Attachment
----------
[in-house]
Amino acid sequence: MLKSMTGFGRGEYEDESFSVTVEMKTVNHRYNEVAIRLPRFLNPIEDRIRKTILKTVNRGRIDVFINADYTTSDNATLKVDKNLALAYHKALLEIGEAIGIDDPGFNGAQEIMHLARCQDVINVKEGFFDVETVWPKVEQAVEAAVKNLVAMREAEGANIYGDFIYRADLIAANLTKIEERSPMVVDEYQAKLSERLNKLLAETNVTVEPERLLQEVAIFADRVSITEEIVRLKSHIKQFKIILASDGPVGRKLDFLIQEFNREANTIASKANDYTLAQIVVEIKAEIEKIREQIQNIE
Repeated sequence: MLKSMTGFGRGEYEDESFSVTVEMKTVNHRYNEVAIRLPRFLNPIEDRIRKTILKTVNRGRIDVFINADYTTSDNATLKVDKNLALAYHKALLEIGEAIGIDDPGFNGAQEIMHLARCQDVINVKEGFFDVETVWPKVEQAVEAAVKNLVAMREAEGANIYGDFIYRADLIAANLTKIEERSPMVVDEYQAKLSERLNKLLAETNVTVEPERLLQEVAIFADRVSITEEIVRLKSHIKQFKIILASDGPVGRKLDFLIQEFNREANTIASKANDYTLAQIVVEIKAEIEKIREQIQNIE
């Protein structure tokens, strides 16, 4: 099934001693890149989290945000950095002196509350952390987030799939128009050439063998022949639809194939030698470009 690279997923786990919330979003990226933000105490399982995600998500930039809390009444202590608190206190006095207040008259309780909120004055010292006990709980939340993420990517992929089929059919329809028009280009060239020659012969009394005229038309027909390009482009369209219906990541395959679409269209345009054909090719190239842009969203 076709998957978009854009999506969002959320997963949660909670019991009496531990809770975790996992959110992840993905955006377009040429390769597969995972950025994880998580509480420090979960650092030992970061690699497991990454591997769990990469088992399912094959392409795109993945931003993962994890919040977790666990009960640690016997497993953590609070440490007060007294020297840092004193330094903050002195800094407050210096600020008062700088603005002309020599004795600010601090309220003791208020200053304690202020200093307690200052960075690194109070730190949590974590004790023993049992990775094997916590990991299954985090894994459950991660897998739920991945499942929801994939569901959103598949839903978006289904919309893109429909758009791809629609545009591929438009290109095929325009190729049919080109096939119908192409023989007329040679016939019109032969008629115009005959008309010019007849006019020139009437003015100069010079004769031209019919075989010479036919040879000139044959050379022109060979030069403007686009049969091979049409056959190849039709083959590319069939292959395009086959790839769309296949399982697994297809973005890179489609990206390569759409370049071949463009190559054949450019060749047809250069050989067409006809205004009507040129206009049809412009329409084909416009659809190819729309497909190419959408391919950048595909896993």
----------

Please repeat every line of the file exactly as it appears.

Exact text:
[in-house]
Amino acid sequence: MLKSMTGFGRGEYEDESFSVTVEMKTVNHRYNEVAIRLPRFLNPIEDRIRKTILKTVNRGRIDVFINADYTTSDNATLKVDKNLALAYHKALLEIGEAIGIDDPGFNGAQEIMHLARCQDVINVKEGFFDVETVWPKVEQAVEAAVKNLVAMREAEGANIYGDFIYRADLIAANLTKIEERSPMVVDEYQAKLSERLNKLLAETNVTVEPERLLQEVAIFADRVSITEEIVRLKSHIKQFKIILASDGPVGRKLDFLIQEFNREANTIASKANDYTLAQIVVEIKAEIEKIREQIQNIE
Repeated sequence: MLKSMTGFGRGEYEDESFSVTVEMKTVNHRYNEVAIRLPRFLNPIEDRIRKTILKTVNRGRIDVFINADYTTSDNATLKVDKNLALAYHKALLEIGEAIGIDDPGFNGAQEIMHLARCQDVINVKEGFFDVETVWPKVEQAVEAAVKNLVAMREAEGANIYGDFIYRADLIAANLTKIEERSPMVVDEYQAKLSERLNKLLAETNVTVEPERLLQEVAIFADRVSITEEIVRLKSHIKQFKIILASDGPVGRKLDFLIQEFNREANTIASKANDYTLAQIVVEIKAEIEKIREQIQNIE
């Protein structure tokens, strides 16, 4: 099934001693890149989290945000950095002196509350952390987030799939128009050439063998022949639809194939030698470009 690279997923786990919330979003990226933000105490399982995600998500930039809390009444202590608190206190006095207040008259309780909120004055010292006990709980939340993420990517992929089929059919329809028009280009060239020659012969009394005229038309027909390009482009369209219906990541395959679409269209345009054909090719190239842009969203 076709998957978009854009999506969002959320997963949660909670019991009496531990809770975790996992959110992840993905955006377009040429390769597969995972950025994880998580509480420090979960650092030992970061690699497991990454591997769990990469088992399912094959392409795109993945931003993962994890919040977790666990009960640690016997497993953590609070440490007060007294020297840092004193330094903050002195800094407050210096600020008062700088603005002309020599004795600010601090309220003791208020200053304690202020200093307690200052960075690194109070730190949590974590004790023993049992990775094997916590990991299954985090894994459950991660897998739920991945499942929801994939569901959103598949839903978006289904919309893109429909758009791809629609545009591929438009290109095929325009190729049919080109096939119908192409023989007329040679016939019109032969008629115009005959008309010019007849006019020139009437003015100069010079004769031209019919075989010479036919040879000139044959050379022109060979030069403007686009049969091979049409056959190849039709083959590319069939292959395009086959790839769309296949399982697994297809973005890179489609990206390569759409370049071949463009190559054949450019060749047809250069050989067409006809205004009507040129206009049809412009329409084909416009659809190819729309497909190419959408391919950048595909896993």